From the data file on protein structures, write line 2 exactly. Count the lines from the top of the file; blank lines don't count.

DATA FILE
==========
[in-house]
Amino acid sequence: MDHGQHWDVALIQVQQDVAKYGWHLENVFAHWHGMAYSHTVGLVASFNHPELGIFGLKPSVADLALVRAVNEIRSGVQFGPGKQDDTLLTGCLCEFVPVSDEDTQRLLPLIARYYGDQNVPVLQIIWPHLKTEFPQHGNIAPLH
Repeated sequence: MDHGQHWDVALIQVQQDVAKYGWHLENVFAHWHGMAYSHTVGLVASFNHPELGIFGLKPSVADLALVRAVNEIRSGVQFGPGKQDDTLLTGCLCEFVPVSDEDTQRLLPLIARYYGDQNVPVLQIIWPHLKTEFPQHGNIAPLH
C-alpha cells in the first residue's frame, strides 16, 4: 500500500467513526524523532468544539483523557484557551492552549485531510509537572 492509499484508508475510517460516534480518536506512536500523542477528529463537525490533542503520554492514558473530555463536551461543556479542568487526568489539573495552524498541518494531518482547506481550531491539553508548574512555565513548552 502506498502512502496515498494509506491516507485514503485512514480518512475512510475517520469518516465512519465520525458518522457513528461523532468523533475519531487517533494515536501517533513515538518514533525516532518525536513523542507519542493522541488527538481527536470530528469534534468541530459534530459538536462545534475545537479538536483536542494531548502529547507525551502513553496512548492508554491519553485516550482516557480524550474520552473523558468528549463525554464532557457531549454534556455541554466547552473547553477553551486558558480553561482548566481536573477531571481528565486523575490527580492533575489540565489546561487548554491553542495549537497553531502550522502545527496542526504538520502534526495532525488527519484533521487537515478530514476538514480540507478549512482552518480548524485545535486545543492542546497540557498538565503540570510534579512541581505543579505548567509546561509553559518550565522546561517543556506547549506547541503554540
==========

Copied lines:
Amino acid sequence: MDHGQHWDVALIQVQQDVAKYGWHLENVFAHWHGMAYSHTVGLVASFNHPELGIFGLKPSVADLALVRAVNEIRSGVQFGPGKQDDTLLTGCLCEFVPVSDEDTQRLLPLIARYYGDQNVPVLQIIWPHLKTEFPQHGNIAPLH